Current issue: 53(4)
The purpose of this study is to reveal the links between farm forestry and its economic and social environment. The second-stage factor analysis used was based on factor scores per municipality, representing the dimensions of total farm operation and of its economic and social environment. The population was 17 municipalities or groups of municipalities in the South Karelian Forest Board district.
The conclusions of the results are directly applicable only to the ideal types presented. A socio-economic environment marked by industrialization detrimentally affects both the standard of forest management, as assessed subjectively by field workers, and the productivity of logging, as measured by labour input/m3 of output. This finding holds good even despite the modernization of forest management indicated by the adoption of renewal cuts.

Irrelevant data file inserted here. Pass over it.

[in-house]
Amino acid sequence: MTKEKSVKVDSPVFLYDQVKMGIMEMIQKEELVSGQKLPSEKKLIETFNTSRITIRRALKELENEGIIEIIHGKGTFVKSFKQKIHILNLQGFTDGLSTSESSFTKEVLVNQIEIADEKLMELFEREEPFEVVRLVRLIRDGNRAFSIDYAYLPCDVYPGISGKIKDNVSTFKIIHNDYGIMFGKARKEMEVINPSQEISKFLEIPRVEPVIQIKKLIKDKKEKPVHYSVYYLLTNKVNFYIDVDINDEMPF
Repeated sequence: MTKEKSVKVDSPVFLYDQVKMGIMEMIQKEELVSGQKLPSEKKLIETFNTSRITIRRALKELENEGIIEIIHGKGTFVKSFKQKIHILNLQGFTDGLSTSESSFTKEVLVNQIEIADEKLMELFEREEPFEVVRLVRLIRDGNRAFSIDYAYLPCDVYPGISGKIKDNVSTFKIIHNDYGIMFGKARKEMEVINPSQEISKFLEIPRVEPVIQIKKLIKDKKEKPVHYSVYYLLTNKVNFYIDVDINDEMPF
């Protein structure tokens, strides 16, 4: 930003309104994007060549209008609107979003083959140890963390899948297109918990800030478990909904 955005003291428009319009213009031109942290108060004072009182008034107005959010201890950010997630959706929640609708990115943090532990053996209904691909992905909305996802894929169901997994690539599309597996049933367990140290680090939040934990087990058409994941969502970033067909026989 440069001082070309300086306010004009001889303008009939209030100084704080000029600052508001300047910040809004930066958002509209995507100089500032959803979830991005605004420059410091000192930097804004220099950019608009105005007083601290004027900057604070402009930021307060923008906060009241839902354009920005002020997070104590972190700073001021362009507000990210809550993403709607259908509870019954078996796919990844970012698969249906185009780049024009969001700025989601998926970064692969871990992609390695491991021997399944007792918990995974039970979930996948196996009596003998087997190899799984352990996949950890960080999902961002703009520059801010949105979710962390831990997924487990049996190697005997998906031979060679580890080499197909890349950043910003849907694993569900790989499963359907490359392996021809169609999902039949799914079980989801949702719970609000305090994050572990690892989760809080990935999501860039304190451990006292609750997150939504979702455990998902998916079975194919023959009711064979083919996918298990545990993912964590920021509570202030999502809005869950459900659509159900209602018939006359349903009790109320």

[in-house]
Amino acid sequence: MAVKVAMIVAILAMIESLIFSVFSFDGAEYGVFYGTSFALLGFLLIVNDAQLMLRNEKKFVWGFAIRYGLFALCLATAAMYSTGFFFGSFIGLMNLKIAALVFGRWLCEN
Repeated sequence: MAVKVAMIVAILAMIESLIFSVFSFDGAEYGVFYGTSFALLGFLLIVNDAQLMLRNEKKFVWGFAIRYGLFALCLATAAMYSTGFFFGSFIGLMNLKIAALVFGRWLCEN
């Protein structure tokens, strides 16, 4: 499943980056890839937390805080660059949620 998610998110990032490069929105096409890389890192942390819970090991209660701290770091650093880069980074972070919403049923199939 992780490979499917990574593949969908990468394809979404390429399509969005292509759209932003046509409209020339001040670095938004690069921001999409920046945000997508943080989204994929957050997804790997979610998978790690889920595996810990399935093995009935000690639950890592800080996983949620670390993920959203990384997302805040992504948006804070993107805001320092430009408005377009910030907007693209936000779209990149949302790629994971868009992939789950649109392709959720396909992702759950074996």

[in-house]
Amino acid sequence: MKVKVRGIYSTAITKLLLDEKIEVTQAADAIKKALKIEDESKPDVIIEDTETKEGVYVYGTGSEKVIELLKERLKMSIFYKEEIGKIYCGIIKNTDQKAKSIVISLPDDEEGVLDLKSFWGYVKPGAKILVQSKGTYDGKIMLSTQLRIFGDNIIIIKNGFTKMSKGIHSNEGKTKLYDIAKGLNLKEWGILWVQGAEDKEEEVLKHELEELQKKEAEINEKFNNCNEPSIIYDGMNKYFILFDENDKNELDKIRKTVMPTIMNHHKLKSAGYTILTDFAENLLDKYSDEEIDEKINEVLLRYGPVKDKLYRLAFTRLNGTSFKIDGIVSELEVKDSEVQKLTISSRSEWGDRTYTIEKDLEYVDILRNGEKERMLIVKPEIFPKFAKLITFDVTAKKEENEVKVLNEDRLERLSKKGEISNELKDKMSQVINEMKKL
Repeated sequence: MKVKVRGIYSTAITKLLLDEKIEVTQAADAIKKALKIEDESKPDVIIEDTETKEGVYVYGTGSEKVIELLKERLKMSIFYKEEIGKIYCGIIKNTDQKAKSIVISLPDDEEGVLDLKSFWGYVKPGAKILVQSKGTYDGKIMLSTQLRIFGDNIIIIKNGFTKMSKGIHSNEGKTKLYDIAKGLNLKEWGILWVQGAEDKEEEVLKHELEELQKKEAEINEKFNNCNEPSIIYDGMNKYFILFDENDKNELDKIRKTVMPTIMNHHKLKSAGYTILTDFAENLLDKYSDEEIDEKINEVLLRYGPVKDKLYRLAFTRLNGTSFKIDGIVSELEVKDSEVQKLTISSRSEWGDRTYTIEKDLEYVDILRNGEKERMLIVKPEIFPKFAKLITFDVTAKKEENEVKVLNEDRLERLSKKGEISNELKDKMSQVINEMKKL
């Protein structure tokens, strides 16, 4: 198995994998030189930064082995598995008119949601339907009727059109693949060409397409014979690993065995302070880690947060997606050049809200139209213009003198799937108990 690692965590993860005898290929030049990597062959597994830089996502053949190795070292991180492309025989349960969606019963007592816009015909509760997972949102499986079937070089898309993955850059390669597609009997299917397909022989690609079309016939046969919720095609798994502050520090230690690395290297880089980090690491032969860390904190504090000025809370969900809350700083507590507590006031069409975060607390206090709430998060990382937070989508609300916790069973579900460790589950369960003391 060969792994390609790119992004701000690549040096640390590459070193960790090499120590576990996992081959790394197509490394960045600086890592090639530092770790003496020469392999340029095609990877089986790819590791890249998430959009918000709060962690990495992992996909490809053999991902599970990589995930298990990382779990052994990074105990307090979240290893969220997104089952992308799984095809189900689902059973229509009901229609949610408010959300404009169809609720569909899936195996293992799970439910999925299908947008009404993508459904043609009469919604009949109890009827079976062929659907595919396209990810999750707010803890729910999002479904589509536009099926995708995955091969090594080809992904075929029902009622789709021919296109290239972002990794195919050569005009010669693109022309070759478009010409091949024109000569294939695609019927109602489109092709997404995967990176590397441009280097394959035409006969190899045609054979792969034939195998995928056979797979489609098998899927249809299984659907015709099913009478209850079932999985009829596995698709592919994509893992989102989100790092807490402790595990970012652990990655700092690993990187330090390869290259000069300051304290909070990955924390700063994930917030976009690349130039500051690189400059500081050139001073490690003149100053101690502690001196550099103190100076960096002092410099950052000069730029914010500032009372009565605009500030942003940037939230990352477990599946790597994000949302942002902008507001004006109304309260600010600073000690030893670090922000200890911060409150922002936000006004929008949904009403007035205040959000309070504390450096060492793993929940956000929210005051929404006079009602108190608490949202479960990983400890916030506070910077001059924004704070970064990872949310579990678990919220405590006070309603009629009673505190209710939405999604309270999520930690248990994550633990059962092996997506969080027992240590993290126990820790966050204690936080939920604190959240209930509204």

The clearest negative factor for forestry is the irrational distribution of forest holdings. This impedes the rationalization of forest management and the efficiency of loggings. Extensive scattering of forest holdings also delays the mechanization of logging. The spread effects of industrialization relate to a higher level of forest management and labour productivity of logging. Family farming links up closest with features that enhance the importance of the forest to the farmer. Such features include regularity and size of delivery cuts.
Centralized agriculture, mainly village settlement areas, displayed the poorest forest management. Problem farms are typified by small farm units, unemployment and a low degree of forest management.
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